The Art Gallery of Nova Scotia is getting a new home on the Halifax waterfront, to showcase a collection that includes works by Canadian artists ranging from Alex Colville and Mary Pratt to renowned folk artist Maud Lewis.
Nova Scotia Premier Stephen McNeil and federal cabinet minister Bernadette Jordan announced funding Thursday for the ambitious project, expected to cost an estimated $130-million or more.
The province is contributing at least $70 million to start, with Ottawa adding $30 million. The gallery is to lead a capital campaign expected to raise another $30 million.
“We’re committing up to $80-million on behalf of the people of Nova Scotia,” said an enthusiastic McNeil, who has long championed the project.
“Not only will we build an iconic building, but we will build a world-class building that represents how much we appreciate and value the cultural sector and the arts in our province.”
The 13,000-square-metre facility would almost double the space in the gallery’s current home and include large public areas and additional space for the gallery’s permanent collection of more than 17,000 works.
The new gallery is to be built adjacent to Lower Water Street between Bishop’s Landing and Salter Street.
“I can’t think of a better place than finding a location on our waterfront,” McNeil said.
Planning is to get underway as soon as possible, McNeil said, for a project that will not sit on the drawing board. That includes preparatory work and the selection of a design team through a competition.
“We want to go out globally and locally to find the right design and we don’t want to leave this on paper,” said McNeil. “I have this famous saying that I like to move dirt. I want to see dirt moving.”
There is no definite date for the start of construction or for completion of the project, although McNeil later told reporters he hoped some work could begin next year.
Last June, the province announced that Halifax’s Architecture49 had been given a $250,000 contract to prepare a facility plan for a “cultural hub” on the waterfront that would include the art gallery as well as NSCAD University, the provincial art and design school.
A feasibility study said the art college and art gallery “have both long endured inadequate, inefficient and expensive to operate buildings.”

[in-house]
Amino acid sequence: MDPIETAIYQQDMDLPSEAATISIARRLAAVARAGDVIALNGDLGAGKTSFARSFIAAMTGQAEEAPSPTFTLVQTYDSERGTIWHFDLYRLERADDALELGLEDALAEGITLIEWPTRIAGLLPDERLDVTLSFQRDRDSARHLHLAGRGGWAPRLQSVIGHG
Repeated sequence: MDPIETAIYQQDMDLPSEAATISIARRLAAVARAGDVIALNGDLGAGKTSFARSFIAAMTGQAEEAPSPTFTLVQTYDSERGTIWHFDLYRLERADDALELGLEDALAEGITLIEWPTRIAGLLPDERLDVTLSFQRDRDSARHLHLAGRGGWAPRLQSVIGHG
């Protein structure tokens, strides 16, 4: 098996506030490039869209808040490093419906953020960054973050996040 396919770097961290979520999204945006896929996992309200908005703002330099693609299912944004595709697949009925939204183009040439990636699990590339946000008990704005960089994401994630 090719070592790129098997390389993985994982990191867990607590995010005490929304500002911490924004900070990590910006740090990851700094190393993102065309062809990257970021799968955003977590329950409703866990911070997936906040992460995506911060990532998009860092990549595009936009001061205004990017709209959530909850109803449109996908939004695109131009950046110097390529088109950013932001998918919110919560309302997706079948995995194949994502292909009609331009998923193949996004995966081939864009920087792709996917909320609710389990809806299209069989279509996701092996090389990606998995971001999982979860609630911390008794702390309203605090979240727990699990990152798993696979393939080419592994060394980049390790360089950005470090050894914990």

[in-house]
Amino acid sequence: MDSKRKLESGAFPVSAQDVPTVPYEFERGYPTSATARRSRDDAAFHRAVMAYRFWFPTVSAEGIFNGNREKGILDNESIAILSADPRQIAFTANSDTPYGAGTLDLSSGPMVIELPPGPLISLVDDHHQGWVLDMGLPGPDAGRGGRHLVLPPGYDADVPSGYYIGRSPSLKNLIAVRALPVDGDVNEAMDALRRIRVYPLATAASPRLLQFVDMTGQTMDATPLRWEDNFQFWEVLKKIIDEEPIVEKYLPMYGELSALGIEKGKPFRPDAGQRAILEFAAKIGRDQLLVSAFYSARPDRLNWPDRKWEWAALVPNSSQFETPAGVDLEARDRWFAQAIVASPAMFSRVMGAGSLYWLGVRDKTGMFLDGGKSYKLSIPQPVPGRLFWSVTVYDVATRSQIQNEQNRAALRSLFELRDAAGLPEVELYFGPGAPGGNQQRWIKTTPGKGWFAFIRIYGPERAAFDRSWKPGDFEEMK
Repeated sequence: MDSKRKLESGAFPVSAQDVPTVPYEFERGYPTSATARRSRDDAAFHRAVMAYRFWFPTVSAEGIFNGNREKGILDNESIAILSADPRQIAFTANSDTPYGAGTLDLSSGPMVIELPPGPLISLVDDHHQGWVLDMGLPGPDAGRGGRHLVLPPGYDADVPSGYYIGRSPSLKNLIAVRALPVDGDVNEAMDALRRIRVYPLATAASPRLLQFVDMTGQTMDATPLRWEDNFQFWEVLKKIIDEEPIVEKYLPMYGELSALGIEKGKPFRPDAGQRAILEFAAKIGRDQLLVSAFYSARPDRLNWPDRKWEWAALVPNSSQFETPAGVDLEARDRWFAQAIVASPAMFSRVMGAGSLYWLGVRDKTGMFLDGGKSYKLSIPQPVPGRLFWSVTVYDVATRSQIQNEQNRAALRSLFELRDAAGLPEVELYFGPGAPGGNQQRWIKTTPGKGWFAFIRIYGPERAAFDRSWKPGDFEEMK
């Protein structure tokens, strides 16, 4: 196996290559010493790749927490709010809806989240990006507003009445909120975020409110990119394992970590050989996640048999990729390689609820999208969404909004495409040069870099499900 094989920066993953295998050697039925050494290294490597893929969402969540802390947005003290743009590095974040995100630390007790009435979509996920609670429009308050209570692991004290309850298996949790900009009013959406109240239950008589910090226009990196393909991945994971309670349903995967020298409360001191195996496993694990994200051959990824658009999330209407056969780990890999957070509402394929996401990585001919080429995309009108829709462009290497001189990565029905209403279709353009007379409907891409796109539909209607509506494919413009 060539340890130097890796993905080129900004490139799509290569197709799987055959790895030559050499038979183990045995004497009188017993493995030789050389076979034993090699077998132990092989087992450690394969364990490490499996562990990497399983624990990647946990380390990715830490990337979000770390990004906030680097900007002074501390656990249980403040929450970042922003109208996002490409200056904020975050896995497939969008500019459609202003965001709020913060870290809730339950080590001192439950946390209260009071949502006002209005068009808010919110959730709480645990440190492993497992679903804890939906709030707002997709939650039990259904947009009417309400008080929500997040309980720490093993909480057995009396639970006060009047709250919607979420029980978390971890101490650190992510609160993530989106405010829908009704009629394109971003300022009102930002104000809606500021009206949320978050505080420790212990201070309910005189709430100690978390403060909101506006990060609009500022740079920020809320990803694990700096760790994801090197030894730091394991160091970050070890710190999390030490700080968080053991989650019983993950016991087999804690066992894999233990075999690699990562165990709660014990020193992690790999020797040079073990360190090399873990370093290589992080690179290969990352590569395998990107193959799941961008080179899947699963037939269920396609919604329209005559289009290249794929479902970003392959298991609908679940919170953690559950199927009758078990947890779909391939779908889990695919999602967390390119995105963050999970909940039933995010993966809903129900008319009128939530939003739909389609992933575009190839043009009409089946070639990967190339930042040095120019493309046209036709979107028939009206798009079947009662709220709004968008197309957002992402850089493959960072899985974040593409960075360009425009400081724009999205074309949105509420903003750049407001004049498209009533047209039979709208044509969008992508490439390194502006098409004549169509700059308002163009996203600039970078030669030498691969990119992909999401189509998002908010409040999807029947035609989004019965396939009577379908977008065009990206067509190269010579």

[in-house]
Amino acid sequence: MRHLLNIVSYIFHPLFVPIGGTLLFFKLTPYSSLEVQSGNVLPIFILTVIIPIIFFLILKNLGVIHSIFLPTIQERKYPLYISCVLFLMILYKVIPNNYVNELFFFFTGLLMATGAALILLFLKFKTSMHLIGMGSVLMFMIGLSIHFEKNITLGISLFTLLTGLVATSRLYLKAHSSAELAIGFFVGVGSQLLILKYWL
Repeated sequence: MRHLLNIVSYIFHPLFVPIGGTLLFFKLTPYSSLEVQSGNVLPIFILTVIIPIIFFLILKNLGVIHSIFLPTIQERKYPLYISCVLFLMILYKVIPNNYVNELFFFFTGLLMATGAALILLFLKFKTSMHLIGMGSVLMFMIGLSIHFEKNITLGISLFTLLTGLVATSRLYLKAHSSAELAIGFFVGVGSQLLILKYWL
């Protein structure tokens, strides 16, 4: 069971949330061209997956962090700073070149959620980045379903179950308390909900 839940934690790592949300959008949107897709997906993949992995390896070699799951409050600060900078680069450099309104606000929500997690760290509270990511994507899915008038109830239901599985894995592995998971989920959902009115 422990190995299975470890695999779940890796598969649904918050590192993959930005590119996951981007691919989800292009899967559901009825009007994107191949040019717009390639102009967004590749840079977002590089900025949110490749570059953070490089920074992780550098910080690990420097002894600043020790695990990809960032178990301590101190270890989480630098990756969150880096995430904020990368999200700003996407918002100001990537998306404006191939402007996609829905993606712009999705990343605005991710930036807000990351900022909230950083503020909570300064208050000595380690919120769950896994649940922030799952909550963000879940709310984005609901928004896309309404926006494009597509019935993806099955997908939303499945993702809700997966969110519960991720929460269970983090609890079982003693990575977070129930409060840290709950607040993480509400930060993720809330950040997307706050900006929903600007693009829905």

McNeil said the art school was not included in Thursday’s announcement because it simply wasn’t ready to go ahead at this point. He said there might be a future opportunity either as part of the public space available with the project, or as part of a standalone building.
Meanwhile, Jordan said Ottawa’s contribution is a recognition of the cultural and economic significance the arts hold for Nova Scotia.
WATCH: Art Gallery of Nova Scotia celebrates Maud Lewis (Feb. 18, 2019)
Gallery CEO Nancy Noble said she’s confident the capital campaign will be a success.
“We’ve had some quiet conversations with certain people who have a passion for the art gallery and are long supporters,” Noble said. “Between that and our community consultation … there was a great deal of support and we’re really confident that will show up in the capital campaign.”
She said a larger gallery will provide the flexibility to bring in works the current space can’t accommodate and will also help attract travelling international exhibits. Many works currently in storage would also be put on display.
“We really do want to play a big role in the (Atlantic) region, but also in the country. I have a vision for this gallery – a strong one.”
There was no mention Thursday of the status of a collection of more than 2,000 portraits by renowned American photographer Annie Leibovitz that have been stuck in storage since 2013.